Dr Kolee was discussing the flight of medical staff from Liberia in the early days of Ebola (such as the Chinese hospital workers) and why he did not follow:
“At the time I began hearing about Ebola in Liberia, I was also very scared with everyone else. No one knew how bad this could be. But I had heard already that many NGOs and physicians were planning to travel here to help. I thought: ‘If my house was on fire, it does not look too good for the owner to be running away as the firemen and helpers rush in to save it.’ This is my home, so I decided I must stay.” Who of us would make that sacrifice? Probably very few. Even if I never see a single Ebola case out here, meeting people like this would be worth it. There are noble people everywhere – many like this man who toil away in anonymity, a million miles from any news camera or copy of Time’s Person of the Year issue, for no other reason than an inner dedication to others.
In the movie Blood Diamond, Leonardo DiCaprio’s character – a South African diamond smuggler with perfectly tousled hair and an impressive body count – frequently says when something bad happens: “T.I.A., mahn. This Is Africa, eh?.” And while I’m sure the screenwriter has never been to Africa (I’d guess closer to Canada), it has rung somewhat true here thus far – like a tropical substitute for Murphy ’s Law. I’ll demonstrate this with an example from our ETU walkthrough this morning.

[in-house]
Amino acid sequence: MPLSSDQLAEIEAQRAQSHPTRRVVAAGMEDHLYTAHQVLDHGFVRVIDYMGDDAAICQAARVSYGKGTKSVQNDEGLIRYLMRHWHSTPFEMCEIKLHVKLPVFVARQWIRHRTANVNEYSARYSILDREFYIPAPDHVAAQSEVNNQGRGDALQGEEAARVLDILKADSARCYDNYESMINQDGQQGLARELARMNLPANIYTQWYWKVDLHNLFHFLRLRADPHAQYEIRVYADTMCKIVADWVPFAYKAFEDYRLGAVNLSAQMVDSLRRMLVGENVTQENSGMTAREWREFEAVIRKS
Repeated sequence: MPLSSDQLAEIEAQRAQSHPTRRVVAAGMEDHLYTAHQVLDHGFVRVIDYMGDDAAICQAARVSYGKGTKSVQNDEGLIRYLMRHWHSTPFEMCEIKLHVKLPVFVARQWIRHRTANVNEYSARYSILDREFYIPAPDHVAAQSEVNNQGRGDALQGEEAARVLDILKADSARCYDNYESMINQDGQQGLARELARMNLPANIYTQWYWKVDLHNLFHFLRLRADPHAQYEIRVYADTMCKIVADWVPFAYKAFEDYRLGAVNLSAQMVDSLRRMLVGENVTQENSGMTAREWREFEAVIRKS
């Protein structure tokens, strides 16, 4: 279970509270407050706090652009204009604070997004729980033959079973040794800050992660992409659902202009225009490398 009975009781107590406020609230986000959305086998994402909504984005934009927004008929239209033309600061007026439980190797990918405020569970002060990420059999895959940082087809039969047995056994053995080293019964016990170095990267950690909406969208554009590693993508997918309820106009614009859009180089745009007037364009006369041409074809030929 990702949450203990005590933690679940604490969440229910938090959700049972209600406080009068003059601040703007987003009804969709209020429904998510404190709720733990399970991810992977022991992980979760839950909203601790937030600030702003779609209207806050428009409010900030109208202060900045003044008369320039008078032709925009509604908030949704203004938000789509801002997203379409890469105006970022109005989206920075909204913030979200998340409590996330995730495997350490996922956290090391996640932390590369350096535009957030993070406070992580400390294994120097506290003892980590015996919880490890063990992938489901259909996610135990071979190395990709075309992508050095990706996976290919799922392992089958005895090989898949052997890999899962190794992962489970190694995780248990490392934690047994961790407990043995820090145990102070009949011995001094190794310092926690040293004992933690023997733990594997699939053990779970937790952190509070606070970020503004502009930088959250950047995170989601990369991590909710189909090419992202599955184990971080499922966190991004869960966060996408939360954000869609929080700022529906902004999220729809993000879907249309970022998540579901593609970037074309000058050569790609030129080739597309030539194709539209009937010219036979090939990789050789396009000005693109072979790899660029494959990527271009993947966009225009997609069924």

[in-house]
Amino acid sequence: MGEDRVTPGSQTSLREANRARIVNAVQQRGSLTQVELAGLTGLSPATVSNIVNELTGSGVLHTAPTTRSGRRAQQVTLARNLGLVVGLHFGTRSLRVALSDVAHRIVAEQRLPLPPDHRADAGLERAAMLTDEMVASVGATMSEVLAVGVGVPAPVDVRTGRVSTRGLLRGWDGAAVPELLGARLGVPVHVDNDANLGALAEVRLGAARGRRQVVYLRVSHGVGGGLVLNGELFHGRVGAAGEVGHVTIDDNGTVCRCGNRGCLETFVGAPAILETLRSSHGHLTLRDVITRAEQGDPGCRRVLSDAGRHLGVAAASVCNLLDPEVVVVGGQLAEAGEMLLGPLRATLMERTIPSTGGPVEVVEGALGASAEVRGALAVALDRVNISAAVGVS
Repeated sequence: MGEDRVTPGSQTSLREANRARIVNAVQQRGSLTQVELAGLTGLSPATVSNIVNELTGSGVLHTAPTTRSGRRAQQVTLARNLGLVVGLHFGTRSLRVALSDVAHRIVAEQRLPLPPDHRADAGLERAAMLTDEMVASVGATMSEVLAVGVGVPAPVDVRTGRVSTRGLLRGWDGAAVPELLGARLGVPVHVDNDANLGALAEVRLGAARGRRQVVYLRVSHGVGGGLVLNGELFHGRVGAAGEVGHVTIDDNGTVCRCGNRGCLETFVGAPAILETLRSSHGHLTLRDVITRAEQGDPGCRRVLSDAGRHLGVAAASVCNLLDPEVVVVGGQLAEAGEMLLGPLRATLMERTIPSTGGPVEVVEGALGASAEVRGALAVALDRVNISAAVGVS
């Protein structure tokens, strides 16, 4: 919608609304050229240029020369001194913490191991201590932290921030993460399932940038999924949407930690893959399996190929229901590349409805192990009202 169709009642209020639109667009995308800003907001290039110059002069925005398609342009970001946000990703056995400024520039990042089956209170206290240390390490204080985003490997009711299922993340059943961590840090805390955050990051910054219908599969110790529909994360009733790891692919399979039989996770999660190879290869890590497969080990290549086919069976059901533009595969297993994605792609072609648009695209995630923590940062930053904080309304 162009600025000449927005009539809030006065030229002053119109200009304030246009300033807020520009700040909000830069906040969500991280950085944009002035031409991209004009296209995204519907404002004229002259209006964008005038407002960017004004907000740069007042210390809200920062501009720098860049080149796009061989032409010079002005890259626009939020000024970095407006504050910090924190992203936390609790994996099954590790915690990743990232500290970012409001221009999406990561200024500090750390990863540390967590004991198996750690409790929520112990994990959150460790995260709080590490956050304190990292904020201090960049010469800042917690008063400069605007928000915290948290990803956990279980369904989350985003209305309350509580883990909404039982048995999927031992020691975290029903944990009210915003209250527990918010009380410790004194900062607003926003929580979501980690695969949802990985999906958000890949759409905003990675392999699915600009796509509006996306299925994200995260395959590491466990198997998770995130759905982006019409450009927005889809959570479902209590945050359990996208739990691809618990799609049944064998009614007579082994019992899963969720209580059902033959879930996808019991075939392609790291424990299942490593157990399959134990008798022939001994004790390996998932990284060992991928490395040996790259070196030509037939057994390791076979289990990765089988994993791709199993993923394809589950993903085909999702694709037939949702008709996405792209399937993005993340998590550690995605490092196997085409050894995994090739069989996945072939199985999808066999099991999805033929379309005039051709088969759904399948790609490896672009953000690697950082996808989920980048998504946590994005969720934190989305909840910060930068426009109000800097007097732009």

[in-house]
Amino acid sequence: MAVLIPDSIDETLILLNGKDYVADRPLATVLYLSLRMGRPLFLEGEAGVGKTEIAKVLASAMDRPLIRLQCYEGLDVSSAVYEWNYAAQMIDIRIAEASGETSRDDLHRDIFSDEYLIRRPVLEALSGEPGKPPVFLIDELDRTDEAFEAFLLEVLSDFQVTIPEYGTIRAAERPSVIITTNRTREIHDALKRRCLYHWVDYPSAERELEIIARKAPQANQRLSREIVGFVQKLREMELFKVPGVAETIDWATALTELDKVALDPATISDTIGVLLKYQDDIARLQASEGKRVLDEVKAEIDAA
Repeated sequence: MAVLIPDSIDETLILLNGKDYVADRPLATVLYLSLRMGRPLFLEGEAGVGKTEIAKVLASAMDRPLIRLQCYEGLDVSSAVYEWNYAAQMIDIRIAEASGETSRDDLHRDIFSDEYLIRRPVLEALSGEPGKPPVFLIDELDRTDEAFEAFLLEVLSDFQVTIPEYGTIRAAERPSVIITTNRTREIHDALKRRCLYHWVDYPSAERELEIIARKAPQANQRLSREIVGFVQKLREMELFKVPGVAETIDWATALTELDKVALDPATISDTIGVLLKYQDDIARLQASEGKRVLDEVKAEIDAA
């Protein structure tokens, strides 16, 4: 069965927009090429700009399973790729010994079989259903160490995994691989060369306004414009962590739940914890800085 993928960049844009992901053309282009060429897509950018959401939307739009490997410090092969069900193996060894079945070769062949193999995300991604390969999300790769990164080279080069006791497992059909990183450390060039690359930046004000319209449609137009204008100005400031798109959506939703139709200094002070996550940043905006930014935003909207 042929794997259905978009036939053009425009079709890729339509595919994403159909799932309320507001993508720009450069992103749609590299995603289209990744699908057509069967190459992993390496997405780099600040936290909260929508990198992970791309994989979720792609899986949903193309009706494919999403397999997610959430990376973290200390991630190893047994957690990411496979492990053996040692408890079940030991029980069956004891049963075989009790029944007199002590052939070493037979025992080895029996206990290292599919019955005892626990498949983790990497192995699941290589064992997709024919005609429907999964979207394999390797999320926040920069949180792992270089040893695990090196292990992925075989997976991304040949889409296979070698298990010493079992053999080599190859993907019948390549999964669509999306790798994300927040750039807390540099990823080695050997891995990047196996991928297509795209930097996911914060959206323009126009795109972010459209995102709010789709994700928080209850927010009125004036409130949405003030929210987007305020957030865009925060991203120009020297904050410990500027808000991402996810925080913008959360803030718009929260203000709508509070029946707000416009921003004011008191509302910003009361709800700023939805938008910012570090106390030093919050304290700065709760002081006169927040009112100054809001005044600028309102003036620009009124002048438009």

After multiple days in the classroom, it was time to take all the staff on a field trip of the ETU. The layout of Ebola treatment units vary somewhat; enough that it is helpful to see the structures in place, walk through the flow and today, to receive on-site training from our colleagues from IMC. Around seventy participants flooded into one of the white tents I’ve come to love so much, to listen to an initial lecture on how to dress in proper personal protective equipment. This about the third time we’d gotten the talk, but I attempted to look interested and keep quiet while all the demonstrations were done. The problem was, I’d accidently stood at the front of the crowd and so couldn’t browse my phone discreetly. You’d think after attending church for twenty-five plus years of my life, I’d have learned how to text in secret, but I guess the heat got to me. I wasn’t the only one. As I scanned the room to keep my mind busy, my eyes fell on a hygienist that seemed to be bobbing his head to some kind of music – the problem being of course that there wasn’t any music. In the second that followed, I noticed he was wearing a winter coat, pouring sweat and had flickering eyes.
He was definitely going down.
Without thinking, I bounded a few steps across the room and grabbed the material at the front of his jacket, calling for a chair just as his legs went rubbery. It took everyone a quick second to realize I wasn’t attacking a friendly Liberian, before we got the poor guy a chair and sat him down. I was checking a radial pulse and trying to bring him around, when a voice behind me said, “Zach, step back! You don’t have any gloves or anything on.” I was about to flip around and say “Really? Gloves, right now?” in the condescending way only an ED nurse perfects, when I realized something everyone else already had. This is an ETU. In Liberia. In the midst of a horrifying viral outbreak.